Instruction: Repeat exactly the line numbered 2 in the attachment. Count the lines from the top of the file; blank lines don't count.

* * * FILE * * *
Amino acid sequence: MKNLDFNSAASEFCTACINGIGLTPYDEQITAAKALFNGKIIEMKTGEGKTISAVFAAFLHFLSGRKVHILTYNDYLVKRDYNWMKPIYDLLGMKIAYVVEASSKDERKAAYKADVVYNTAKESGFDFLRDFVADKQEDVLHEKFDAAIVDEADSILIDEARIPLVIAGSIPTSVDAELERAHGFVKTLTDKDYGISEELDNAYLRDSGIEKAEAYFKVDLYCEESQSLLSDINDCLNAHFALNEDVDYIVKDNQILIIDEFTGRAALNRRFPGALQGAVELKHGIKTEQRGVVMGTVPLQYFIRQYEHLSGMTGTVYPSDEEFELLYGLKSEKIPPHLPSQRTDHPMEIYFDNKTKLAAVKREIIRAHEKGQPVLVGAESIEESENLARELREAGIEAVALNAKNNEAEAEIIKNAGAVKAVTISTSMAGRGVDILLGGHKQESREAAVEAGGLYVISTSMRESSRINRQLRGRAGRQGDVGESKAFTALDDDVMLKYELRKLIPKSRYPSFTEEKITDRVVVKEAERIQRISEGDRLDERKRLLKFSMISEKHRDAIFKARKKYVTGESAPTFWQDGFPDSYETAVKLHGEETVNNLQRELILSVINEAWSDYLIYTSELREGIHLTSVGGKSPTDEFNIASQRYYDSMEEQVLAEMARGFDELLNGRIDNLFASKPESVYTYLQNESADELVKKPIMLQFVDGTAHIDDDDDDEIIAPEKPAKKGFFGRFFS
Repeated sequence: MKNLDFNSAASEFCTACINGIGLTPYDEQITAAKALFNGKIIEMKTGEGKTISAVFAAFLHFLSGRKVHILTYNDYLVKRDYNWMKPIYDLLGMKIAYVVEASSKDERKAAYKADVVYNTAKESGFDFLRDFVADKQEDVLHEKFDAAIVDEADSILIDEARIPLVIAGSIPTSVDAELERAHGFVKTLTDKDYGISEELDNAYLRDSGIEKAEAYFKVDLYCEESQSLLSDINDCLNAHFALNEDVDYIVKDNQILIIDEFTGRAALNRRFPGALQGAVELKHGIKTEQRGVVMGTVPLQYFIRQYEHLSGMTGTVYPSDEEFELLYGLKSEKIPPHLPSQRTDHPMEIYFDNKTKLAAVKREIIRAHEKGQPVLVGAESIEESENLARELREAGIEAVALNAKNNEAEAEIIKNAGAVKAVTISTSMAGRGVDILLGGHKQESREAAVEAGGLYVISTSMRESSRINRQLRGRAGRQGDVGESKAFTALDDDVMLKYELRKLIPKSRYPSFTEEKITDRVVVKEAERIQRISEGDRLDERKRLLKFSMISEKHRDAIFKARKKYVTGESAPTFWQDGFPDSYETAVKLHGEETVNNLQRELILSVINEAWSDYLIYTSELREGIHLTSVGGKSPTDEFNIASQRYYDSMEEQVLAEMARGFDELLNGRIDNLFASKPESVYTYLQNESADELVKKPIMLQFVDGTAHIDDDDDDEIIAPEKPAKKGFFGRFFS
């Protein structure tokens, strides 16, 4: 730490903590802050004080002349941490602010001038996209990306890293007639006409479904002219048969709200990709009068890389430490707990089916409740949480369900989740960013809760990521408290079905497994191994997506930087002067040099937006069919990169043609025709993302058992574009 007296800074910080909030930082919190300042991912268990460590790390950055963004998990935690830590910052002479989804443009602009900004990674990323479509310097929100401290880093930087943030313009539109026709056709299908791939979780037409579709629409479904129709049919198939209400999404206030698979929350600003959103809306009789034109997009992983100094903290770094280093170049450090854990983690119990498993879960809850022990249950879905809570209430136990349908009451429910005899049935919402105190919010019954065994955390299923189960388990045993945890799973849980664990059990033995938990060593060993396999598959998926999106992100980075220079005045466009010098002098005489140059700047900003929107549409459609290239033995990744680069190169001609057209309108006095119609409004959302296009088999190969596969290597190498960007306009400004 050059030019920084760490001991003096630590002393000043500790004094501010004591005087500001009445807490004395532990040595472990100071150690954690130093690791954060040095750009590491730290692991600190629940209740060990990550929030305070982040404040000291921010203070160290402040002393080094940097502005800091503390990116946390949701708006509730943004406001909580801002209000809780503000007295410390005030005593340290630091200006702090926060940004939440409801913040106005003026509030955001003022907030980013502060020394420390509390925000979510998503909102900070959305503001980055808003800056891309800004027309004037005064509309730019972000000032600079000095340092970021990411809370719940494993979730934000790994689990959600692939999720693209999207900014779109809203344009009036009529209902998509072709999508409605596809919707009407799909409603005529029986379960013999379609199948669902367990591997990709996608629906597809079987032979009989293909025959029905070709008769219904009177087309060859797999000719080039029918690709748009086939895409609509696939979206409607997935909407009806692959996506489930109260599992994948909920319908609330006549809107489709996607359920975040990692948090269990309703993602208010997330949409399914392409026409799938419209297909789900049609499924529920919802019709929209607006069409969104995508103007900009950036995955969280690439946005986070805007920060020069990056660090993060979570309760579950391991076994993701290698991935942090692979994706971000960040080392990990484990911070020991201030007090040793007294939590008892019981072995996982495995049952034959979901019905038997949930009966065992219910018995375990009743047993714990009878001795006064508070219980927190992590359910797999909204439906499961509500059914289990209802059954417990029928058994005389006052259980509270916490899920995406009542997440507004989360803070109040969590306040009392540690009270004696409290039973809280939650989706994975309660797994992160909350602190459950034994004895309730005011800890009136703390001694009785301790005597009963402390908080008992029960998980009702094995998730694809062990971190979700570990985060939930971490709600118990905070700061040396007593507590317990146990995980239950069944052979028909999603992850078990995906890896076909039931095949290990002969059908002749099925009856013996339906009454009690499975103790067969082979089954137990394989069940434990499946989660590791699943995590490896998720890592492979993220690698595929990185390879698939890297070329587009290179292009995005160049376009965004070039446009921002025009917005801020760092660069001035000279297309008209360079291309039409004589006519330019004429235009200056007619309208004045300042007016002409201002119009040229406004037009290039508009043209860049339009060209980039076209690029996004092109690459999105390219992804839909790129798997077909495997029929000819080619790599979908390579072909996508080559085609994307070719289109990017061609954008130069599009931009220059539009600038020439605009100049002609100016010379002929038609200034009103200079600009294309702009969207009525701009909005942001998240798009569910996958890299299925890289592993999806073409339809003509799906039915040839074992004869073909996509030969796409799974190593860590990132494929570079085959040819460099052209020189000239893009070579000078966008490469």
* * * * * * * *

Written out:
Repeated sequence: MKNLDFNSAASEFCTACINGIGLTPYDEQITAAKALFNGKIIEMKTGEGKTISAVFAAFLHFLSGRKVHILTYNDYLVKRDYNWMKPIYDLLGMKIAYVVEASSKDERKAAYKADVVYNTAKESGFDFLRDFVADKQEDVLHEKFDAAIVDEADSILIDEARIPLVIAGSIPTSVDAELERAHGFVKTLTDKDYGISEELDNAYLRDSGIEKAEAYFKVDLYCEESQSLLSDINDCLNAHFALNEDVDYIVKDNQILIIDEFTGRAALNRRFPGALQGAVELKHGIKTEQRGVVMGTVPLQYFIRQYEHLSGMTGTVYPSDEEFELLYGLKSEKIPPHLPSQRTDHPMEIYFDNKTKLAAVKREIIRAHEKGQPVLVGAESIEESENLARELREAGIEAVALNAKNNEAEAEIIKNAGAVKAVTISTSMAGRGVDILLGGHKQESREAAVEAGGLYVISTSMRESSRINRQLRGRAGRQGDVGESKAFTALDDDVMLKYELRKLIPKSRYPSFTEEKITDRVVVKEAERIQRISEGDRLDERKRLLKFSMISEKHRDAIFKARKKYVTGESAPTFWQDGFPDSYETAVKLHGEETVNNLQRELILSVINEAWSDYLIYTSELREGIHLTSVGGKSPTDEFNIASQRYYDSMEEQVLAEMARGFDELLNGRIDNLFASKPESVYTYLQNESADELVKKPIMLQFVDGTAHIDDDDDDEIIAPEKPAKKGFFGRFFS